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Transcript: The Call

The full transcript for Letters from Sing Sing, Episode 7: The Call


Letters from Sing Sing

Episode 7: The Call

In 2017, JJ finally gets some good news. After years of denials and setbacks, he would appear before a judge for the first time since his conviction. A new judge would determine whether JJ’s rights were violated when the prosecutor at his trial withheld police reports related to his case – reports that, 10 months earlier, had arrived in Dan’s mailbox.

But the judge ultimately denies JJ’s request for a new trial. Dan and JJ are devastated. JJ explores other avenues for getting released. He applies for clemency, but year after year, the governor passes him over. Then, in 2020, the pandemic hits. The world stops. And JJ experiences the pandemic behind bars.


DAN SLEPIAN [NARRATION]: In the two decades since JJ’s arrest, he’s written hundreds of letters from his cell. Most were to his mom, Maria.

MARIA VELAZQUEZ [TAPE]: He types a lot, but I told him I like them handwritten better.

DAN SLEPIAN [NARRATION]: She’s sitting at her kitchen table, holding one of them.

JON-ADRIAN VELAZQUEZ [VOICE OVER]: Dearest My Beloved Heart, I wish you knew how sorry I am. For all we've been through. Life has been so unfair to us. It haunts my every thought. I can't even escape it in my dreams. Thank God we have each other. The greatest blessing I ever received was a mother who loved so passionately.

You said: Jay, they can lock up your body, but not your soul. Your mind is free. They can take everything else away from you, but as long as you control your mind, you can create your own destiny. Mami, I absorbed those words so deep in my core they pump through the blood in my veins. My life may have been stolen, but it will not be wasted.

When I die, I don't want to be remembered as a convicted felon who gave up. I want to be remembered as an innocent man with conviction who refused to lose. Unconditionally Yours, JJ.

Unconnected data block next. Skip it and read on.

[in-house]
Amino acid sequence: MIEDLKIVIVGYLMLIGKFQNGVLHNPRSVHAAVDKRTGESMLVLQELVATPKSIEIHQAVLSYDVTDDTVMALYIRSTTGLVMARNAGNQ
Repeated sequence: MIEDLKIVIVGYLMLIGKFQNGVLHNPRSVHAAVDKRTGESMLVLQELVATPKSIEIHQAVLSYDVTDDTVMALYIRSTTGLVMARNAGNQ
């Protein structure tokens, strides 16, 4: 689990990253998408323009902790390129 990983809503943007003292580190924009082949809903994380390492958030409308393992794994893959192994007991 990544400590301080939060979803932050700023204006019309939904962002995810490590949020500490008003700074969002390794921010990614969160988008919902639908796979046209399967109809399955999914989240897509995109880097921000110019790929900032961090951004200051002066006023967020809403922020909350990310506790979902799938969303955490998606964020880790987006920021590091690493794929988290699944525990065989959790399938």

MARIA VELAZQUEZ [TAPE]: You know, it's been a long, long, hard road, but when I look at my son and I find him to be so strong, I say to him, how? How do you do that? I couldn't do it. I couldn't do it. And he says, mom I learned from you. I learned from you.

But I have always prayed and asked to be alive the day that he comes walking out of those doors. I wanna live to see that day. I wanna live to see him free. That is what I live for, and I wanna see that day.

DAN SLEPIAN [NARRATION]: I’m Dan Slepian, and this is Letters from Sing Sing.

Episode Seven: The Call

In 2017, JJ finally got some good news. After years of denials and setbacks, he’d appear before a judge for the first time since he was convicted. It had been 10 months since that envelope with all those police reports had arrived in my mailbox — reports that JJ’s lawyers never saw before his trial, because the prosecutor decided not to turn them over.

Now, the information in one of those reports had persuaded a judge to hold a hearing. He would determine whether JJ’s constitutional rights had been violated.


JUDGE CLOTT [TAPE]: All right. Take a moment to get yourselves situated.

DAN SLEPIAN [NARRATION]: On January 18, 2018, JJ was brought to a courthouse in downtown Manhattan.

COURT CLERK [TAPE]: Calendar 39. Jon-Adrian Velasquez. Case number… [FADES DOWN]

DAN SLEPIAN [NARRATION]: His mom Maria and his younger son Jacob were in the courtroom. His older son Jon couldn’t be there. He was in prison.


News cameras clicked as officers escorted JJ through a side door. He wore a sharp blue suit. His hands were shackled behind his back as he approached the defense table. His lawyer, Bob Gottlieb, was waiting for him.

BOB GOTTLIEB [TAPE]: Your Honor, may my client's, uh— Hand— May the handcuffs be taken off during these proceedings?

JUDGE CLOTT [TAPE]: Um, I'll defer to… [FADES DOWN]

DAN SLEPIAN [NARRATION]: The court officers removed JJ’s handcuffs. Judge Abraham Clott opened the hearing.

JUDGE CLOTT [TAPE]: All right. Good afternoon, everyone. We scheduled this matter for oral argument. I have reviewed the papers. My understanding is that the issue is the significance of a police report that everyone agrees was not turned over to the defense before trial. And the issues are whether or not that information was potentially exculpatory and material.